23rd Conference on Hydrology


An algorithm for detecting warm-top rainy clouds

Nazario D. Ramirez-Beltran, University of Puerto Rico, Mayaguez, PR; and R. J. Kuligowski, M. J. Cardona, E. W. Harmsen, S. Cruz-Pol, and J. M. Castro

Satellite rainfall retrieval algorithms that use infrared (IR) data typically lack sensitivity to rainfall from relatively warm cloud tops (e.g., above 240 K) because these algorithms are typically designed for detecting deep convection rather than shallow convection or stratiform rainfall. Additional information is needed to address these warm-cloud events, which form an important component of precipitation climatology in many parts of the world. It is known that precipitation processes in clouds with warm tops are very sensitive to the microphysical structure of their tops. Specifically, precipitation processes are more efficient when water droplets or/and ice particles grow to larger sizes. It has also been observed that clouds with small droplets scatter and reflect much of the incoming solar radiation in the near-infrared region (3.7-4.0 microns) while clouds with large particle size are less reflective at this wavelength. This allows the effective radius of cloud-top particles to be derived and then used to determine whether or not a given warm-topped cloud is producing rainfall.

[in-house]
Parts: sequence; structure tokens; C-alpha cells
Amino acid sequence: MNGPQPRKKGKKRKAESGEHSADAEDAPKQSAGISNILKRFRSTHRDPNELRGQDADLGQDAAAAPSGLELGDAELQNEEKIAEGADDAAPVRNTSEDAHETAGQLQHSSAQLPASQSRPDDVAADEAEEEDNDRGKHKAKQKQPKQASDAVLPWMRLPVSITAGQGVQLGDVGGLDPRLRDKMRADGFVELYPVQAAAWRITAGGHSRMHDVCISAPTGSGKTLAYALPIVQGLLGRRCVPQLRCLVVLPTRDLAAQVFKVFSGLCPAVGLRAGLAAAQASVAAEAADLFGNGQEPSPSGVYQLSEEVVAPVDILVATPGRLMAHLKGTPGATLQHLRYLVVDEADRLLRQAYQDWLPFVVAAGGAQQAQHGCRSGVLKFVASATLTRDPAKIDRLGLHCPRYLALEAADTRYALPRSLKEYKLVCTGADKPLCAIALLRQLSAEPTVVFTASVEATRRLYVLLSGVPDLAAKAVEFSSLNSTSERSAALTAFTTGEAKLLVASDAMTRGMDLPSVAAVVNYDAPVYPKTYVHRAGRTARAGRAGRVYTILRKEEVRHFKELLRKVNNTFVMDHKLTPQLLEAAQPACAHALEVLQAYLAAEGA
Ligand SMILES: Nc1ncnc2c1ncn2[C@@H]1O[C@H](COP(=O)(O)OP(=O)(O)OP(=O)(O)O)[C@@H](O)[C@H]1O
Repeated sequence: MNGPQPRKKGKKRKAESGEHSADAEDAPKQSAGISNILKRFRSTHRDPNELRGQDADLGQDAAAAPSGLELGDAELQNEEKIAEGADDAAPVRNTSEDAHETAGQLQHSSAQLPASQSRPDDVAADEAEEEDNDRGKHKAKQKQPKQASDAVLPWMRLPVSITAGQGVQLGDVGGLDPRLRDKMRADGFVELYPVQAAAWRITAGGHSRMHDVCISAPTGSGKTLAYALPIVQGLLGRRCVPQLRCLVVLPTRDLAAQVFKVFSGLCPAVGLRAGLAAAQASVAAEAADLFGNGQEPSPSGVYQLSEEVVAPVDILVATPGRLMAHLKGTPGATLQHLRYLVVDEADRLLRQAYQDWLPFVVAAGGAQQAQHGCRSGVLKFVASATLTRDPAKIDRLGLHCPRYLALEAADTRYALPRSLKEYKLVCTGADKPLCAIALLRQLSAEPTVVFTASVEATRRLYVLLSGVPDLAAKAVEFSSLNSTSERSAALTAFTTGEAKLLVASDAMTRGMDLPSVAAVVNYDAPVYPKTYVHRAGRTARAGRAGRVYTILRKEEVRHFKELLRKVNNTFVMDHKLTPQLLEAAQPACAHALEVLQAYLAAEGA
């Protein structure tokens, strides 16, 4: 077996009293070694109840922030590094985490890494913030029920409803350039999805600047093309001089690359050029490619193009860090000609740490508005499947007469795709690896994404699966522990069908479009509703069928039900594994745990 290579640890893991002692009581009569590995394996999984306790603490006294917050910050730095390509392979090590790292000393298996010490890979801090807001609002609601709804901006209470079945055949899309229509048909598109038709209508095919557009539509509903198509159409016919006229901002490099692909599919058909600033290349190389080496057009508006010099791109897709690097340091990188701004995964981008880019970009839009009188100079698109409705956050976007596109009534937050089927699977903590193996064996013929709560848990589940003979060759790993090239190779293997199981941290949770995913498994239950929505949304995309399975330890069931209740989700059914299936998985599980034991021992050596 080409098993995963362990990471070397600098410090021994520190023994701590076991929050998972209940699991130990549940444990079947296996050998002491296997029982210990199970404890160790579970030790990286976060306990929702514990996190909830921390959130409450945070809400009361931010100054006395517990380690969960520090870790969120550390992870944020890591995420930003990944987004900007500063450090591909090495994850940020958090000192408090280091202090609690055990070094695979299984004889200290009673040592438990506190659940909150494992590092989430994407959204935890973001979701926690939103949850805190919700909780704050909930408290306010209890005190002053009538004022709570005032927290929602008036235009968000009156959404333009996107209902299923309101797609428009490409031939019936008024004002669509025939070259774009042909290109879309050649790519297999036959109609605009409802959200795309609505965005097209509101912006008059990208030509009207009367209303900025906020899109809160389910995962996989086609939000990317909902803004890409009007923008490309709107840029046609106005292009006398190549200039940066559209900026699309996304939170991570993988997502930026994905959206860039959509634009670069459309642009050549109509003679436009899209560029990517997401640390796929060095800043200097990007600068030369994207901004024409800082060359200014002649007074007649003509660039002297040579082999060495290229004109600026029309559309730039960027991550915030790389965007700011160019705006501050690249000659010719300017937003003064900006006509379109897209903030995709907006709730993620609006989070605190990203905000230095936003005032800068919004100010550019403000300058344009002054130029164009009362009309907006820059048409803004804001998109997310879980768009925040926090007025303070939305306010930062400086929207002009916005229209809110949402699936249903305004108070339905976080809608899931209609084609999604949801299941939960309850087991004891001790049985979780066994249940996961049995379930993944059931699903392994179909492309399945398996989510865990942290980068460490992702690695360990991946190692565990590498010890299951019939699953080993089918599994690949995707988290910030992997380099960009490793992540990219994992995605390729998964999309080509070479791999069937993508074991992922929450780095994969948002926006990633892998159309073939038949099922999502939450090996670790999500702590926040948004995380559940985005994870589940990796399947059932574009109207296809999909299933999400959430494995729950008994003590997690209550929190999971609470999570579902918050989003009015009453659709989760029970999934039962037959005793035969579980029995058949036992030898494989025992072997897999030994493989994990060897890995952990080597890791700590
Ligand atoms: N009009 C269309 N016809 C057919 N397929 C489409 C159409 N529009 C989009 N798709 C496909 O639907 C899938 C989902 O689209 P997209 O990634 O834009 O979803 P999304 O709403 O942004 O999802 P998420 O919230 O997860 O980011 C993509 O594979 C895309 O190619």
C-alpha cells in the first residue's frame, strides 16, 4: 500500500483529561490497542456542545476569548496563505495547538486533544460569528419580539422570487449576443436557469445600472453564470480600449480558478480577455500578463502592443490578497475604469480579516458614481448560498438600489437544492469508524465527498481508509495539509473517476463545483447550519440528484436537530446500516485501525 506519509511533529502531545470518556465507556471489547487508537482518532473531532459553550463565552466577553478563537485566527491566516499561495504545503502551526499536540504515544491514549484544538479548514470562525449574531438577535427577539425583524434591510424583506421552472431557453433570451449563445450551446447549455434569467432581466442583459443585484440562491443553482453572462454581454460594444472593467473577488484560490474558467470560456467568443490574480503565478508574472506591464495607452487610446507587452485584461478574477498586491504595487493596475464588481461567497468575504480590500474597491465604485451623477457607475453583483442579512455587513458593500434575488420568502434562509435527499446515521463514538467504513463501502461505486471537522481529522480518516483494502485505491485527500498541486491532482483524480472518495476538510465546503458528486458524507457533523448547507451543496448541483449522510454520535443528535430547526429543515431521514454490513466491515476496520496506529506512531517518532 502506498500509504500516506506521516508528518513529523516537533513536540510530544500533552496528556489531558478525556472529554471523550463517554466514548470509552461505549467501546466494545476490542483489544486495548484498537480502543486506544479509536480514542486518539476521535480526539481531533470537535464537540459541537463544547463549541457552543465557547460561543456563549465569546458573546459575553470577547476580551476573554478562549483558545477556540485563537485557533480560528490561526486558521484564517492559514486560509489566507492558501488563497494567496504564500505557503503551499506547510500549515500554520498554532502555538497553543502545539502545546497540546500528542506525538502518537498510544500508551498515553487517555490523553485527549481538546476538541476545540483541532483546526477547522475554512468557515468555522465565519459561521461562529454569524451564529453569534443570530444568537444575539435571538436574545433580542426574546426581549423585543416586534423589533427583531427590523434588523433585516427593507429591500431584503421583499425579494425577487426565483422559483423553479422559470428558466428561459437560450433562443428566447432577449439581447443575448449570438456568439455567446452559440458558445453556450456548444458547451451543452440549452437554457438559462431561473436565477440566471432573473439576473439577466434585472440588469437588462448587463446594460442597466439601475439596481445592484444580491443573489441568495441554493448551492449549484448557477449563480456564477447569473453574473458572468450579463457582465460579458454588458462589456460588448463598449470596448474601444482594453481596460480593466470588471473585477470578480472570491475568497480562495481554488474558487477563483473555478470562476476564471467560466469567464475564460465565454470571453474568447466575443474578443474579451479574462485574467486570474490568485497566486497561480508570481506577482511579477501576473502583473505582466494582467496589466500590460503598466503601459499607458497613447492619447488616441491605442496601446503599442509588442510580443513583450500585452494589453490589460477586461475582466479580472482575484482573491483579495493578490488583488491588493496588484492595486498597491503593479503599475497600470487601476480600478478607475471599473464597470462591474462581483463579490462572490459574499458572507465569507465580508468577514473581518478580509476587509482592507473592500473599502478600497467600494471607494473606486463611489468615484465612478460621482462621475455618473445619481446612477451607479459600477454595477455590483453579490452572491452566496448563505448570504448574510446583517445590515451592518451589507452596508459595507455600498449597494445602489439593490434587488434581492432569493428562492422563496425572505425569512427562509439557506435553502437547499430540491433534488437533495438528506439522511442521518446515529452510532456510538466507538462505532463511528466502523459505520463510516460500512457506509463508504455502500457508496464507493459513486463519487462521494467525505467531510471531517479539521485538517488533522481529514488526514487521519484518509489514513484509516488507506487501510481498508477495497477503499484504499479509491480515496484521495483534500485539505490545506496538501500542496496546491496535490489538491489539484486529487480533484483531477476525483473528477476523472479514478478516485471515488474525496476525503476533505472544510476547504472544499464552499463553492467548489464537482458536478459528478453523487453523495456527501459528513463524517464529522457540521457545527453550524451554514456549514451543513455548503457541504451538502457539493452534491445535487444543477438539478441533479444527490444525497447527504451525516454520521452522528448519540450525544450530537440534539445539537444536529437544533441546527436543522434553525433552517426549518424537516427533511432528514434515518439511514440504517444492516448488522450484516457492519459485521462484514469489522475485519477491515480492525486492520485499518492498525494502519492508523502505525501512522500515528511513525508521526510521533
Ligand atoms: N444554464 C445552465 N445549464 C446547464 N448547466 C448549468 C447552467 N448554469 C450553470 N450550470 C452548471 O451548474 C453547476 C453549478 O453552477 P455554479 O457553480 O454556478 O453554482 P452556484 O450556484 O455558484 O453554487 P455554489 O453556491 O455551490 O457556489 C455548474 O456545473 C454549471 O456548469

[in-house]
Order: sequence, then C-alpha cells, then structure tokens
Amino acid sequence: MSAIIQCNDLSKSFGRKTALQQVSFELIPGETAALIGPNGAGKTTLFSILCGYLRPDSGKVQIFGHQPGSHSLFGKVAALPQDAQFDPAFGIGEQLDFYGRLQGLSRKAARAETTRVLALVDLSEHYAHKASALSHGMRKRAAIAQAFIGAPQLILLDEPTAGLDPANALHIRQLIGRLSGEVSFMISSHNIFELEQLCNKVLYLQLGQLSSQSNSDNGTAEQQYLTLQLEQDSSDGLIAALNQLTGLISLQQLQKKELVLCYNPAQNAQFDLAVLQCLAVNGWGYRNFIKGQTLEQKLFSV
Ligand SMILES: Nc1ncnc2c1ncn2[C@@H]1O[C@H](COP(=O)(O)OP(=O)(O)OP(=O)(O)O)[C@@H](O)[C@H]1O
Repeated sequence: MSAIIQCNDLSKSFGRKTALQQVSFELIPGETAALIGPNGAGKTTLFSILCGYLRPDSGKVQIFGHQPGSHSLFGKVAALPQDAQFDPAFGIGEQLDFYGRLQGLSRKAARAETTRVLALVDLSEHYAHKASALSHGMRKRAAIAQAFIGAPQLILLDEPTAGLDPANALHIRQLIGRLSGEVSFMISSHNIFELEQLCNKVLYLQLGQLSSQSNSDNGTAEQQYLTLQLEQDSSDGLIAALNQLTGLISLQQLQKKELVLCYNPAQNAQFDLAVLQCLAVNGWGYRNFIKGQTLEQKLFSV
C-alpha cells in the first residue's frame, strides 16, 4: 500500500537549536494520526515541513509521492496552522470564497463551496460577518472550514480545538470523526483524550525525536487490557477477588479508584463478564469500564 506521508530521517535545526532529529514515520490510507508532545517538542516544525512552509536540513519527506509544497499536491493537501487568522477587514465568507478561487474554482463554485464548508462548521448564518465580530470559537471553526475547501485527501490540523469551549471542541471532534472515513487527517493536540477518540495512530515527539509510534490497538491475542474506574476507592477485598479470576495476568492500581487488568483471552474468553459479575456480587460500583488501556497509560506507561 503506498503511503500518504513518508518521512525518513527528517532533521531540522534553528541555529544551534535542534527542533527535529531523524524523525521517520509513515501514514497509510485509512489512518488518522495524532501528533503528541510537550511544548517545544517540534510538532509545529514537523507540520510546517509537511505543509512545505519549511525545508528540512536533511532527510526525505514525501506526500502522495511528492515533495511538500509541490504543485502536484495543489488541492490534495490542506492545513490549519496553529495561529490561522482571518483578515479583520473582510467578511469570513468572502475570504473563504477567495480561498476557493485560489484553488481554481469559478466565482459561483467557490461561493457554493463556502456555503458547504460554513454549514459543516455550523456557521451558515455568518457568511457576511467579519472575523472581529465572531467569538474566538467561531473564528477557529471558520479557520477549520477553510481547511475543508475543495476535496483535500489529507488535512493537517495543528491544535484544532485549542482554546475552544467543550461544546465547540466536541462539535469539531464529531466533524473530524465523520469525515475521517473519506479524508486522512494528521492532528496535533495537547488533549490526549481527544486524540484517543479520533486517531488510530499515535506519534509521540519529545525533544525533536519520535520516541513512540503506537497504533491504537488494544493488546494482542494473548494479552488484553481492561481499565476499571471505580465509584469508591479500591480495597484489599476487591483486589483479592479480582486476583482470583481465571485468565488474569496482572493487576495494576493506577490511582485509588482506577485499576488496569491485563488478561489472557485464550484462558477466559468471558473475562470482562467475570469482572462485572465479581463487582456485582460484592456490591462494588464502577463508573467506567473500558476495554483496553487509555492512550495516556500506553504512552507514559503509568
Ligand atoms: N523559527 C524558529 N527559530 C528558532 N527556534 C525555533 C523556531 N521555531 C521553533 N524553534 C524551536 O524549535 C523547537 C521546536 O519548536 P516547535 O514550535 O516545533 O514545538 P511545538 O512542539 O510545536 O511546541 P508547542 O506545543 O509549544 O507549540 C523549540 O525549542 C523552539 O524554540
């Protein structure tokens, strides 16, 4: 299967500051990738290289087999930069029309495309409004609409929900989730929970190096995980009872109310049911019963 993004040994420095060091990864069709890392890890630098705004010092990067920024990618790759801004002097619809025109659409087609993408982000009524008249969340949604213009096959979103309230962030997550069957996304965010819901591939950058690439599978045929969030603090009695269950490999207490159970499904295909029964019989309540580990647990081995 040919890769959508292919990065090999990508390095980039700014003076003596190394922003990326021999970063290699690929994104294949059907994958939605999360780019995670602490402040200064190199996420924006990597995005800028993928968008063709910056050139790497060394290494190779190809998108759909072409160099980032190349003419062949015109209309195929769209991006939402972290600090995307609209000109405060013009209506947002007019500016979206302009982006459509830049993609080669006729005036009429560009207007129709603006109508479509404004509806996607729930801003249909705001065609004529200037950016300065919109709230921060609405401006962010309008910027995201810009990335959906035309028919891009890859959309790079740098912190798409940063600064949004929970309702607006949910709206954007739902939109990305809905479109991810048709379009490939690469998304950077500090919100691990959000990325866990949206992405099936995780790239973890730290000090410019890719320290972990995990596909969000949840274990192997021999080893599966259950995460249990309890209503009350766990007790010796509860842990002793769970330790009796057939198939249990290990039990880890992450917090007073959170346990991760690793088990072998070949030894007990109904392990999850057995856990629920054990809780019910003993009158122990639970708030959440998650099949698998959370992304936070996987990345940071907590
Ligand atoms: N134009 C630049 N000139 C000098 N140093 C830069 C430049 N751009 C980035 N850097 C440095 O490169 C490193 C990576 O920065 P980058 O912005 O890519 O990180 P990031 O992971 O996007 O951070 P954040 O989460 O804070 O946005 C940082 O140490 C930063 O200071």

As an extension of previous work in this area, an algorithm for rainy cloud detection over Puerto Rico is being developed based on the GOES-12 near infrared band (3.9 microns). The algorithm estimates the reflectance, which can be used to estimate the effective radius of droplets and thus identify warm-top rainy clouds that would be missed by a longwave IR-only algorithm. The performance of this algorithm, which is limited to daytime applications, will be described and discussed.

wrf recording  Recorded presentation

Session 8, Remote Sensing of High-Impact Hydrometeorological Events—II
Wednesday, 14 January 2009, 4:00 PM-5:30 PM, Room 127B

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